Alan Johnson
Alan Johnson
– Social Policy and Parliamentary Unit, The Salvation Army

Title of talk: ‘Changing Fortunes – The economic and social fortunes of regional New Zealand and their population impacts’
Abstract: The neo-liberal world view which has dominated New Zealand’s politics and public policy for the past 30 years has not only increased inequalities in wealth and income but is has redistributed advantage and disadvantage. This redistribution of course has a spatial dimension to it as witnessed by the quite different economic and social fortunes across communities and regions within New Zealand.

These different fortunes have population implications of at least two sorts. Communities and regions with advantages and opportunities of course attract people to them so there are shifts and changes in where people live. Those people who are unwilling or unable to shift to these opportunities may be left stuck in places where the social and economic disadvantages they face are multiplied. Often too these people and communities have the poorest access to resources which might allow them to cope and be sustained meaning that their quality of life is often compromised.

The paper considers the changing fortunes of New Zealand’s regions over the past decade or so and especially the geographic distribution of advantage and disadvantage between regions. The implications of this distribution for the structure of our population are discussed and some tentative ideas are offered on what possible futures these may create for New Zealand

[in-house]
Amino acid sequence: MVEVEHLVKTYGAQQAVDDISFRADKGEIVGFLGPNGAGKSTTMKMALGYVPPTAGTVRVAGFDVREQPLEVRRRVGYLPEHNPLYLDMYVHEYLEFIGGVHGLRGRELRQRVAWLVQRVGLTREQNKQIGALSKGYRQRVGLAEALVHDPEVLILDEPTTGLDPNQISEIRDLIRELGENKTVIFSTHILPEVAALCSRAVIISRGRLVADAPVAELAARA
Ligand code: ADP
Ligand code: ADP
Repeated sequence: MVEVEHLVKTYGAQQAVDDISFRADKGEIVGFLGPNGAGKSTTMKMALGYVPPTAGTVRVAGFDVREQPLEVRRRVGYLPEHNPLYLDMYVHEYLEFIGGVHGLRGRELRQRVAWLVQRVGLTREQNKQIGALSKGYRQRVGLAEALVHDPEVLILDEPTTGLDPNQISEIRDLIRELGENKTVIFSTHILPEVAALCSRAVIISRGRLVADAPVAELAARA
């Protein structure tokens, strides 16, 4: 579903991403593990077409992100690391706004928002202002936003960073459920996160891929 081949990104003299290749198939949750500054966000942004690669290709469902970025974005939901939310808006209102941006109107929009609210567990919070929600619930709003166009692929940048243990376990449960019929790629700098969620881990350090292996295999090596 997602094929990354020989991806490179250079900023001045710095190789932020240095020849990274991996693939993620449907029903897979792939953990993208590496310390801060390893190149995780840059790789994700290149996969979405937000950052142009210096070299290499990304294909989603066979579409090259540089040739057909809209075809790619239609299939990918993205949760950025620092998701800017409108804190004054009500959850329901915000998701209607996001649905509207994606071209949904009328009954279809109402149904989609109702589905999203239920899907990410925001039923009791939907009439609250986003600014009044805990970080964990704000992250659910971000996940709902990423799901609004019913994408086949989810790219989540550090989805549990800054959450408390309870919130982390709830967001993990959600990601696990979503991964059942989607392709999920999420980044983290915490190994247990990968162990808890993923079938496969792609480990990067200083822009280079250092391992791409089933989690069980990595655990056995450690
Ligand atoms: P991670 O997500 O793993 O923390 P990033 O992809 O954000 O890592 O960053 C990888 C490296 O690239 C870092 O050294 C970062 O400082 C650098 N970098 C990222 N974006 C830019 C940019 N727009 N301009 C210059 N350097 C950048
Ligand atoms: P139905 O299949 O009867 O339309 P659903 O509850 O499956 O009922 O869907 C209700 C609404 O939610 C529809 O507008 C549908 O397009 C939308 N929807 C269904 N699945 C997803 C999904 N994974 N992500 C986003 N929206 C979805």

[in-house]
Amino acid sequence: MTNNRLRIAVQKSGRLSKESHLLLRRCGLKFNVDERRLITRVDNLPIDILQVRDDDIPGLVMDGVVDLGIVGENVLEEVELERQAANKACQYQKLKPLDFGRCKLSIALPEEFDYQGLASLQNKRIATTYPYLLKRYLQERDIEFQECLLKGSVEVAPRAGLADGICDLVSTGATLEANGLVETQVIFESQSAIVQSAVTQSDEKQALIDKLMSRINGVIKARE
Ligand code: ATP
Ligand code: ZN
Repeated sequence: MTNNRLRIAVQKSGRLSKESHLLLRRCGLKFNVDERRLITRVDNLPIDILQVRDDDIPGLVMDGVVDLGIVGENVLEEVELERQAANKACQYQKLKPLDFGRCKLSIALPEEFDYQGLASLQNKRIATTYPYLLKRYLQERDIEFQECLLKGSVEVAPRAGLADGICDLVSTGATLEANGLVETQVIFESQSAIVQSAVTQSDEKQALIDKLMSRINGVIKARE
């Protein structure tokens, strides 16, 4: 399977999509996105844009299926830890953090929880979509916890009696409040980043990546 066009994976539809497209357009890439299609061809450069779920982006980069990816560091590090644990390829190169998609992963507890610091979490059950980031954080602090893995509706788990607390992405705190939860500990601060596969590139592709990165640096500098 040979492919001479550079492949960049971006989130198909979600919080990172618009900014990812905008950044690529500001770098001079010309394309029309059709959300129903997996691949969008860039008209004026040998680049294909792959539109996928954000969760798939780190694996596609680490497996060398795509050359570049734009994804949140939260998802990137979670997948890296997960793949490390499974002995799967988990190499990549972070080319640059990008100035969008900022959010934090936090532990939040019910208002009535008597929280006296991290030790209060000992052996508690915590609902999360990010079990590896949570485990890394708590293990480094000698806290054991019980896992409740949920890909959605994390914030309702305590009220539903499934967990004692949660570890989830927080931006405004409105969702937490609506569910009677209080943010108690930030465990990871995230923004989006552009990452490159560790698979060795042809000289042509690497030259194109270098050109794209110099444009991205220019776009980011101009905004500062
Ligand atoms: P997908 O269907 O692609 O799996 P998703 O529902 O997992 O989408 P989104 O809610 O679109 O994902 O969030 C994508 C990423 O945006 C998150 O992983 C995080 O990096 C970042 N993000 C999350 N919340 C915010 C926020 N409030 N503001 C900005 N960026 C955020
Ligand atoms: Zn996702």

Dr Siu-Ming Tam
– Methodology and Data Management Division, Australian Bureau of Statistics

Title of talk: ‘Big Data, Offcial Statistics and some initiatives by the Australian Bureau of Statistics’
Abstract: Official statisticians have been dealing with a diversity of data sources for decades. New sources from Big Data can help them deliver an efficient and effective official statistical service, provided that the sources satisfy a number of conditions, including the ability to provide valid statistical inferences.

Until recently, the Australian Bureau of Statistics’ (ABS) progress in Big Data domain has been primarily review and monitoring of industry developments while contributing to external strategic and concept development activities. However, ABS efforts have recently been stepped up both in terms of methodological research, and participation in national and international activities on Big Data. Finally ABS is collaborating with the Centre of Excellent on Mathematics and Statistics, which is funded by the Australian Research Council, with a mandate to discover new sights from Big Data.

This talk will outline a number of considerations for the official statistician when deciding whether to embrace a particular Big Data source in the regular production of official statistics, and the more significant ABS initiatives on Big Data.